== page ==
The 2006 duo-perspectives of the flag-raising at Iwo Jima left me slightly ying-yang dizzy. I felt Flags of our Fathers was flat, while Letters from Iwo Jima left me stunned with its sheer awesomeness.  I’m not sure how Eastwood pulled off a picture in Japanese and why that perspective had so much more punch and enthrallment, but it did and the duo perspectives ordeal ended up being successful in the face of a probable plateau.    

2010’s Hereafter and 2008’s Changeling were good movies, but nothing to get overly excited or brag about.  

Needless to say, after Gran Torino, I think coming out and making a bad movie would teeter the end of his career to a downward spiral that would possibly affect the legacy. So, that’s added pressure for Trouble with the Curve. Grantland already predicated this concept, basically promenading over Eastwood’s career as if he were the Limp Bizkit of filmmaking. They can go-ahead and profile the “rise and fall” OF MY ASS!!!!

There was one great take in the piece I agreed with though, “He rolled movies off studio lots like cars off Ford factory floors: speedily, under budget, without a ton of flash or hassle or pauses for fits of artiste-style pique. Actors and executives spoke with awe about how quickly and painlessly it all happened. And then it was onto the next one.”

I guess I’ve always enjoyed that about Eastwood though. His steady hand guides you through darkness, violence and all-around malfeasance like a floating, rocking hammock. I like a warm glass of milk when Sean Penn’s daughter is killed. Despite the awards and overall recognition, the highs and lows of his movies are typically pretty tame and/or consistent. You know what you’re going to get. That’s why J.Edgar and “Eastwood and Chair” were very troubling to me. He was handed Leo and a topic that should have been more engulfing. It wasn’t. He was handed a spotlight to make something I’m typically not that interested in, more exciting. He didn’t. He made me question my taste in pictures and heroes. He let me down.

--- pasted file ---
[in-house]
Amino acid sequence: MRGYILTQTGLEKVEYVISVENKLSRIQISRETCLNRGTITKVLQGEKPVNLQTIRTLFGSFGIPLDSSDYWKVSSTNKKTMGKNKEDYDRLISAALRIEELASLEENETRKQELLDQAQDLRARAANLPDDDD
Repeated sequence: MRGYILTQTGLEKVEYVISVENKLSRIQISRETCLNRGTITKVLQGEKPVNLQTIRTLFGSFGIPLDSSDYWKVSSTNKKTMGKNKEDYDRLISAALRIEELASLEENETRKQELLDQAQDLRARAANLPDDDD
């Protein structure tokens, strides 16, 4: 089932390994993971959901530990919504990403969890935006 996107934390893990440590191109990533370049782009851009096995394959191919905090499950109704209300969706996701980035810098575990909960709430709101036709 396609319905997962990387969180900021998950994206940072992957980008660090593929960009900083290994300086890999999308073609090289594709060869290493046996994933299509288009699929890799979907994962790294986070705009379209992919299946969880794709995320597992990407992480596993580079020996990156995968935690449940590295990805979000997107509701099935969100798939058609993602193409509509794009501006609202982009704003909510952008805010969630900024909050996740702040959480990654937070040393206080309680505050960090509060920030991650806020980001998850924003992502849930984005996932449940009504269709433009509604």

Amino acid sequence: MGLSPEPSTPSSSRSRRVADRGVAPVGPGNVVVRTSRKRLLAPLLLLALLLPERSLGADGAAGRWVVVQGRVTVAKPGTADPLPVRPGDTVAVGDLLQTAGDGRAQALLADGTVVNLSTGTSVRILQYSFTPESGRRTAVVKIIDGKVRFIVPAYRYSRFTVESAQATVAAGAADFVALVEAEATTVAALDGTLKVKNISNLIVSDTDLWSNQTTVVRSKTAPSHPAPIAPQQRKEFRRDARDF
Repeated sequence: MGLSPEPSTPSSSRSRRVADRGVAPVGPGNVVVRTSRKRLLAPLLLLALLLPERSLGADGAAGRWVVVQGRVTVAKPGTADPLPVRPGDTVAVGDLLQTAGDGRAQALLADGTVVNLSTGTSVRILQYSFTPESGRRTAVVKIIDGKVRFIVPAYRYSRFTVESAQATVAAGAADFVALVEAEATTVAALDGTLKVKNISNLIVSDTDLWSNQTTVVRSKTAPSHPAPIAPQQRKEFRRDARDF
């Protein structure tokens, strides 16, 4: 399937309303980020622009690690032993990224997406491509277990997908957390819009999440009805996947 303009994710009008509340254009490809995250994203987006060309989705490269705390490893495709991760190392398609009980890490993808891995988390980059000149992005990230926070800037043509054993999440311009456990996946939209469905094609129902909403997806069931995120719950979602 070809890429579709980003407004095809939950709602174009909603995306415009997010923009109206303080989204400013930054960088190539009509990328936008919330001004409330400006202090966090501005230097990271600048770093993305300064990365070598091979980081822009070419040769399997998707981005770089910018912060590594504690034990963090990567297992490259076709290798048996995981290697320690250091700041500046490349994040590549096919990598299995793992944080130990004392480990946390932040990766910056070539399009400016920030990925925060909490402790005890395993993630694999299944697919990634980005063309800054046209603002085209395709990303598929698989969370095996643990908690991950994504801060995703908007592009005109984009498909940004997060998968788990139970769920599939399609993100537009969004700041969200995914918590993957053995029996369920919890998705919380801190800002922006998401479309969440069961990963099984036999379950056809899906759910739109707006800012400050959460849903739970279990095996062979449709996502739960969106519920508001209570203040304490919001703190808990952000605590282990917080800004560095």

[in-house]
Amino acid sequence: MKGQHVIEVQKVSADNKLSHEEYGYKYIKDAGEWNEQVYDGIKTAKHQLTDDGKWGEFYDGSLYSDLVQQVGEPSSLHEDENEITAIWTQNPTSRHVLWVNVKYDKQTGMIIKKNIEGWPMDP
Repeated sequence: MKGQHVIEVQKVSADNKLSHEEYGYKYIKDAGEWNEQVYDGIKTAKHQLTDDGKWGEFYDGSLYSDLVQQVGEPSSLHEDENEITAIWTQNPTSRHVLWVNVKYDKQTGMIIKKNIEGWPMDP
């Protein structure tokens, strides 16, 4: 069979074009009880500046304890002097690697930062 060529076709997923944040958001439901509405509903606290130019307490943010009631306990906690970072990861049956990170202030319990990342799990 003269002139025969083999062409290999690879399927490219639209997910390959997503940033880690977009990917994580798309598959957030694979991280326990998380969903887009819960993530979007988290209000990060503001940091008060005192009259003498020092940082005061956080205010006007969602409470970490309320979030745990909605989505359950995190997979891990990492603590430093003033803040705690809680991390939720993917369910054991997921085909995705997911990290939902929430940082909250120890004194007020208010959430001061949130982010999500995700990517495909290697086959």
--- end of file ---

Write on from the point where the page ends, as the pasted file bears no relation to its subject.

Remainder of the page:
Does Trouble with the Curve deserve all this pressure cooker legacy propaganda? Certainly not. Why can’t movies be fun anymore? You go, take a load off, get some terrible-for-you-food and forget about life. Good, bad, indifferent—just be entertained. There’s nothing like it, cue projecting reel sound.

Eastwood’s comeback was pretty parallel to Micheal Jordan’s with the Wizards. He proved in Trouble with the Curve that even at an age when you don’t belong “in the biz” the moves are still there beyond what others are capable of in their prime. He probably shouldn’t have made the movie and certainly should have declined to speak at the RNC, but, there is still something there for those like myself, that miss zipping by Model T’s on the roads. Even if you’re like me and weren’t alive when they were on the roads, you’ve read about them, your parents and grandparents told you stories trumpeting their omniscient prowess. They are ancient archeological antiques that now rule museums. When you see one, alive and well, you just have to gawk, and remember the day when they ruled the world.